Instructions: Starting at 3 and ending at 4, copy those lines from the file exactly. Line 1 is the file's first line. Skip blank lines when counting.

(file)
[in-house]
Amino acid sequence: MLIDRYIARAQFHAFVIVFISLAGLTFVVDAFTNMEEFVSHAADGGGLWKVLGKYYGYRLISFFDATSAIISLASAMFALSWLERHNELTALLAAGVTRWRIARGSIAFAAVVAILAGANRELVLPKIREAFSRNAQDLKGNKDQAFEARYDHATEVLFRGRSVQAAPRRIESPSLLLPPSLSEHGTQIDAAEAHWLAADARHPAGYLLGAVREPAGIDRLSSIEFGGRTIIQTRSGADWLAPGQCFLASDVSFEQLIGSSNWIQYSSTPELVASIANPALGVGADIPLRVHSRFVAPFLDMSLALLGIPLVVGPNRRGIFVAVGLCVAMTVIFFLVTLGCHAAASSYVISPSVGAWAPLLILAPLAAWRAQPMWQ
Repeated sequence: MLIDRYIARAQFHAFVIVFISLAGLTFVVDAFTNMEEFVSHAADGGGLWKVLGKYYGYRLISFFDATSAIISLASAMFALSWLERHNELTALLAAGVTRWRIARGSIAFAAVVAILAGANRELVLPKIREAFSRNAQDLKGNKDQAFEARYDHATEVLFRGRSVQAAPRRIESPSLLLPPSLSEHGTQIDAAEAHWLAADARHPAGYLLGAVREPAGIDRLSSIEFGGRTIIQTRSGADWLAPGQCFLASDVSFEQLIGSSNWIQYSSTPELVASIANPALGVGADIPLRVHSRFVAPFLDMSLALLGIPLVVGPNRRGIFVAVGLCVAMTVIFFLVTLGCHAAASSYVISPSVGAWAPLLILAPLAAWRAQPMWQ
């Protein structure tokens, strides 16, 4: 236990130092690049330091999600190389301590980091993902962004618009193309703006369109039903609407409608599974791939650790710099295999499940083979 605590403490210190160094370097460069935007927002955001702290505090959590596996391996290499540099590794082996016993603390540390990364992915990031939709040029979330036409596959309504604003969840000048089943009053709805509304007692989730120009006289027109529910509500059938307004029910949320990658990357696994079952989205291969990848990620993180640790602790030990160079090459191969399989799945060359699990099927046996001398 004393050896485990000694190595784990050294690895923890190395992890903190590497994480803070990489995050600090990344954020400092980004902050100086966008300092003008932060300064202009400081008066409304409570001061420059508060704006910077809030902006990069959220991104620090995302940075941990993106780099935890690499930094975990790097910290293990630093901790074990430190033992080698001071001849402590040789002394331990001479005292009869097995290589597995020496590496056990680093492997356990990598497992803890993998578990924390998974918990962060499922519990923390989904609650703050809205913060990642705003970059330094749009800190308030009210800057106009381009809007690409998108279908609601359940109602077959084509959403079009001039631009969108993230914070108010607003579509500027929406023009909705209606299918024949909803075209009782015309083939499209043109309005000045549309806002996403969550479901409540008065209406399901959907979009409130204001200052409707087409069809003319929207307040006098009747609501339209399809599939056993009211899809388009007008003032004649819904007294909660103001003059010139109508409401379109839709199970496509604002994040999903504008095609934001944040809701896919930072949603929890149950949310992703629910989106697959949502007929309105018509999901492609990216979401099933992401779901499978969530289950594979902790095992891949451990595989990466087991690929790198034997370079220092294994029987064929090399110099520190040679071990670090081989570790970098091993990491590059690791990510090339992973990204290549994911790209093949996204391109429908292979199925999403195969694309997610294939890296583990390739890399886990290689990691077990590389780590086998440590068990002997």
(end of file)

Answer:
Repeated sequence: MLIDRYIARAQFHAFVIVFISLAGLTFVVDAFTNMEEFVSHAADGGGLWKVLGKYYGYRLISFFDATSAIISLASAMFALSWLERHNELTALLAAGVTRWRIARGSIAFAAVVAILAGANRELVLPKIREAFSRNAQDLKGNKDQAFEARYDHATEVLFRGRSVQAAPRRIESPSLLLPPSLSEHGTQIDAAEAHWLAADARHPAGYLLGAVREPAGIDRLSSIEFGGRTIIQTRSGADWLAPGQCFLASDVSFEQLIGSSNWIQYSSTPELVASIANPALGVGADIPLRVHSRFVAPFLDMSLALLGIPLVVGPNRRGIFVAVGLCVAMTVIFFLVTLGCHAAASSYVISPSVGAWAPLLILAPLAAWRAQPMWQ
């Protein structure tokens, strides 16, 4: 236990130092690049330091999600190389301590980091993902962004618009193309703006369109039903609407409608599974791939650790710099295999499940083979 605590403490210190160094370097460069935007927002955001702290505090959590596996391996290499540099590794082996016993603390540390990364992915990031939709040029979330036409596959309504604003969840000048089943009053709805509304007692989730120009006289027109529910509500059938307004029910949320990658990357696994079952989205291969990848990620993180640790602790030990160079090459191969399989799945060359699990099927046996001398 004393050896485990000694190595784990050294690895923890190395992890903190590497994480803070990489995050600090990344954020400092980004902050100086966008300092003008932060300064202009400081008066409304409570001061420059508060704006910077809030902006990069959220991104620090995302940075941990993106780099935890690499930094975990790097910290293990630093901790074990430190033992080698001071001849402590040789002394331990001479005292009869097995290589597995020496590496056990680093492997356990990598497992803890993998578990924390998974918990962060499922519990923390989904609650703050809205913060990642705003970059330094749009800190308030009210800057106009381009809007690409998108279908609601359940109602077959084509959403079009001039631009969108993230914070108010607003579509500027929406023009909705209606299918024949909803075209009782015309083939499209043109309005000045549309806002996403969550479901409540008065209406399901959907979009409130204001200052409707087409069809003319929207307040006098009747609501339209399809599939056993009211899809388009007008003032004649819904007294909660103001003059010139109508409401379109839709199970496509604002994040999903504008095609934001944040809701896919930072949603929890149950949310992703629910989106697959949502007929309105018509999901492609990216979401099933992401779901499978969530289950594979902790095992891949451990595989990466087991690929790198034997370079220092294994029987064929090399110099520190040679071990670090081989570790970098091993990491590059690791990510090339992973990204290549994911790209093949996204391109429908292979199925999403195969694309997610294939890296583990390739890399886990290689990691077990590389780590086998440590068990002997």